Executive Vice- Chairman at NCC, Prof Umar Danbatta, disclosed this at a Stakeholders Consultative Forum in Abuja on Tuesday.
Danbatta was represented at the event by Director of Spectrum Administration, Mr Austin Nwaulune,
He said it was important to suspend the allocation of the frequency to operators so that there would not be any encumbrance when the frequencies were eventually assigned for 5G services by ITU.
He listed the frequencies affected as 26GHz, 38Ghz and 42Ghz bands.
Danbatta said, “The commission has identified some of the potential frequency bands that may be harmonised for 5G deployment in region one and therefore suspended the licensing of those frequencies.
“This step will ensure that Nigeria is not caught unawares when those frequency bands are harmonised by standardisation bodies. Key among these bands are 26Ghz, 38Ghz and 42Ghz bands.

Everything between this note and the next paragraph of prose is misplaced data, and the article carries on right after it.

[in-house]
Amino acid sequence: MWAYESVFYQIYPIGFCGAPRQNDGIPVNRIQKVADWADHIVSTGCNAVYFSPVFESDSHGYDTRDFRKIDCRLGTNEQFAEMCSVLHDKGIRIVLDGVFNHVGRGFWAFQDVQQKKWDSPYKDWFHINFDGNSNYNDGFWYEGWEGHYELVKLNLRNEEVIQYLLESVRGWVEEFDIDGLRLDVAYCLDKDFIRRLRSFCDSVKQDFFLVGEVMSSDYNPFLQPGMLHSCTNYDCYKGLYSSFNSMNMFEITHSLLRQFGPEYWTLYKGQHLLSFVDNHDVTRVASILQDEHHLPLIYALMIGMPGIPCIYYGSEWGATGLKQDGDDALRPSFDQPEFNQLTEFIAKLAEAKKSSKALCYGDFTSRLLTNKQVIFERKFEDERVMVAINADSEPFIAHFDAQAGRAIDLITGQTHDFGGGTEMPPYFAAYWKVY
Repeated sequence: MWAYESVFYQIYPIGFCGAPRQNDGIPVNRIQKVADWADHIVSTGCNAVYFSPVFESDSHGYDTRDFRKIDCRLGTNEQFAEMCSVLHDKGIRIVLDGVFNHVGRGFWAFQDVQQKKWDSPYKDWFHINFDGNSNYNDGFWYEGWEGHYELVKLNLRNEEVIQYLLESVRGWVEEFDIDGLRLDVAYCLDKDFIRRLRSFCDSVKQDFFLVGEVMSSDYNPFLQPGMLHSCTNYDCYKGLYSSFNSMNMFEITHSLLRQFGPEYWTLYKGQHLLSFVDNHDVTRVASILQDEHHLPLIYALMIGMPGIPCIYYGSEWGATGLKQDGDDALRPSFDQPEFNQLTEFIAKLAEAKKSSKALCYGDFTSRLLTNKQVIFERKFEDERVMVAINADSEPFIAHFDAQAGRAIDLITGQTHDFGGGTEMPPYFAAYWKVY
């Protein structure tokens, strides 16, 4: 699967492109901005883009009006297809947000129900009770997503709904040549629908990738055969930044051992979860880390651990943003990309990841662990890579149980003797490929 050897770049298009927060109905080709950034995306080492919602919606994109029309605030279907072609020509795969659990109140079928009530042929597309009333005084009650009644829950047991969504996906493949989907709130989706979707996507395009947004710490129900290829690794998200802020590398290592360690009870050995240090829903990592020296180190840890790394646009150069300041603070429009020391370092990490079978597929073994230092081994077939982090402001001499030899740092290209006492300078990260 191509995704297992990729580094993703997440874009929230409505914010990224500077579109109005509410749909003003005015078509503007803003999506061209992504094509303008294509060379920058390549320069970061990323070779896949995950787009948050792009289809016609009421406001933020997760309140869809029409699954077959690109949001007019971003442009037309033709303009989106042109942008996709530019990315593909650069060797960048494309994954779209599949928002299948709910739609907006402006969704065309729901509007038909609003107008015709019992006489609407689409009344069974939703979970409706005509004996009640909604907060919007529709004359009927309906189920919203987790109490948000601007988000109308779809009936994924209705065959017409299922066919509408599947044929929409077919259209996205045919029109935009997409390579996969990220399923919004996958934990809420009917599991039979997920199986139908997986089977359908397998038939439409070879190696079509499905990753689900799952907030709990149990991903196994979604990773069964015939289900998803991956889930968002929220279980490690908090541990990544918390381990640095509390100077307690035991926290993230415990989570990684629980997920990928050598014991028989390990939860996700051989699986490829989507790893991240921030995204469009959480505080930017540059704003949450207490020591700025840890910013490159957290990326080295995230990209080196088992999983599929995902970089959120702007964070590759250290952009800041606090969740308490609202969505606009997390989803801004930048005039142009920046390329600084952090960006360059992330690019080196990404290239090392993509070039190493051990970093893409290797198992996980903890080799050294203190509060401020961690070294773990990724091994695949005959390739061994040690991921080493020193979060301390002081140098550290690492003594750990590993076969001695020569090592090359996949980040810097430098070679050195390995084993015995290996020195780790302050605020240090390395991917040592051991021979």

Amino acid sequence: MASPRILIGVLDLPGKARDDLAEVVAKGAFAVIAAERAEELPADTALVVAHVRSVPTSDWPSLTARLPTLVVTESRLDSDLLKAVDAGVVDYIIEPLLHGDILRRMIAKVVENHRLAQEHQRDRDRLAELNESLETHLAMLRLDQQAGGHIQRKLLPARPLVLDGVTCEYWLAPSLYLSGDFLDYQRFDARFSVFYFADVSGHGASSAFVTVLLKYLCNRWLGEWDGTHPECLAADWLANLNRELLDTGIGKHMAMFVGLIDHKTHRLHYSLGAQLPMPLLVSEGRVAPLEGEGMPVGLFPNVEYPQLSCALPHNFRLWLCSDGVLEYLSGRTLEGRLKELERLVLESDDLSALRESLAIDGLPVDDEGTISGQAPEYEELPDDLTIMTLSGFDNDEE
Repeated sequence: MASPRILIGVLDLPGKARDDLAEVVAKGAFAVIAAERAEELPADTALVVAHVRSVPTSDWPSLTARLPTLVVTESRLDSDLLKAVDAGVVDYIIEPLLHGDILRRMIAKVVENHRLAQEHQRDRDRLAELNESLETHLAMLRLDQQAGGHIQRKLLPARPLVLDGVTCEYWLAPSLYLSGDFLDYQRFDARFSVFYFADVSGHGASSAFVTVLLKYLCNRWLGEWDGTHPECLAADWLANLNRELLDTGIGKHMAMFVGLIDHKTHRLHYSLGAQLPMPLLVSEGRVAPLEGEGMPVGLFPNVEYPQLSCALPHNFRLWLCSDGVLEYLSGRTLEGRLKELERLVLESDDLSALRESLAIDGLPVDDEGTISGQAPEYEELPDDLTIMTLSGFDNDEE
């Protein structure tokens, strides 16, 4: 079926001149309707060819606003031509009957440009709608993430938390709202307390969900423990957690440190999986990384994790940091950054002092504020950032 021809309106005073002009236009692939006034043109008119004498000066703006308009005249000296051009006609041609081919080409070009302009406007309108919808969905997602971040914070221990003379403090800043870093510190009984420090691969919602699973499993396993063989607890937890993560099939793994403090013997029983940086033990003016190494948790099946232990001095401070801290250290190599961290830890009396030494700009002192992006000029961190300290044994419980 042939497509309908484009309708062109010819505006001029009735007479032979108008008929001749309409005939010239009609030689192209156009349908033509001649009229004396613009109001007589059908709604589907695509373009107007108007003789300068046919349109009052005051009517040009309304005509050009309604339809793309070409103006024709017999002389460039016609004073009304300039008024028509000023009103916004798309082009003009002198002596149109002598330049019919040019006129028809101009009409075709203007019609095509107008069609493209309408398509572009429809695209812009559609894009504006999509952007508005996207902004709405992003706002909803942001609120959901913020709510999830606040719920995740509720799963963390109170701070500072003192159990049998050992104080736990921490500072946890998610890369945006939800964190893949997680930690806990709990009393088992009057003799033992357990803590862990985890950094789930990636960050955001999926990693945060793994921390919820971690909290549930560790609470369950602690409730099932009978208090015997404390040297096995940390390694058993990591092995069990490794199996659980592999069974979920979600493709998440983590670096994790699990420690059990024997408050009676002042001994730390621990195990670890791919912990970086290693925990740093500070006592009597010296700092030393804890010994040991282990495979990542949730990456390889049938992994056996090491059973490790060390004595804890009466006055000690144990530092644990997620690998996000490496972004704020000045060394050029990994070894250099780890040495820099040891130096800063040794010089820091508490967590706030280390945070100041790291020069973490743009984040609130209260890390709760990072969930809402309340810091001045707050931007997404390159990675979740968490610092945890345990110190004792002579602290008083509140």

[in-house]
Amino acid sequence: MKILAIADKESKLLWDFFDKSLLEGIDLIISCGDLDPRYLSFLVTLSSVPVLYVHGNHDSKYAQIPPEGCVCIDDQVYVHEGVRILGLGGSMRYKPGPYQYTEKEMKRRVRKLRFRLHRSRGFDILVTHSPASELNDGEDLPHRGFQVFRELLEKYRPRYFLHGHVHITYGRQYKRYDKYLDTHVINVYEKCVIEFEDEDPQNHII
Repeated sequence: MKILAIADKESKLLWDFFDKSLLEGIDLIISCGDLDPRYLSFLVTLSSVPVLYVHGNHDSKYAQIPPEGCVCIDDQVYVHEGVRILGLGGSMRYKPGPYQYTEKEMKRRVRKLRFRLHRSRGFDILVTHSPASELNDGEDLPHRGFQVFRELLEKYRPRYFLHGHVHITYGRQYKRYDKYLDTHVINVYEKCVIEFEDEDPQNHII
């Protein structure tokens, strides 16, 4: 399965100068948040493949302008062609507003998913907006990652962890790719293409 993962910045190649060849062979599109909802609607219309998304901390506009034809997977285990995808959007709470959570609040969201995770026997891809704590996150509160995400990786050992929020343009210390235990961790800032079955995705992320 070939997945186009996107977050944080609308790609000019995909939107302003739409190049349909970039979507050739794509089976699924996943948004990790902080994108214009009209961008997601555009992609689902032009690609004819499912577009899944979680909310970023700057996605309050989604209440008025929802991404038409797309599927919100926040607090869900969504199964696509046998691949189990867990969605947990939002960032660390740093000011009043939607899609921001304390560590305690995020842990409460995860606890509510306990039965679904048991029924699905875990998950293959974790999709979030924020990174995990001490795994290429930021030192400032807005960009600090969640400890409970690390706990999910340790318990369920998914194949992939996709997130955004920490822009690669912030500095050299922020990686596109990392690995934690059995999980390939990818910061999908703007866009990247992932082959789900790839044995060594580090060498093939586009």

“According to a research conducted by GSMA in 2018, about 5.17 billion people were already mobile in 2017 and it is projected to rise to six billion by 2025. In Nigeria alone, going by September statistics, we had about 106 million active internet subscribers.”
He added, “In another research by McKinsey Global, it is estimated that over 75 billion devices will be connected to the Internet by the year 2025, with global economic contribution ranging from $3.9 to $11.1tn annually.
“As such, all stakeholders are challenged to help develop smarter and efficient ways of utilising the already limited available resources in order to maximise the gains of these technologies.”
Danbatta said 5G technology was unique, promising and customisable.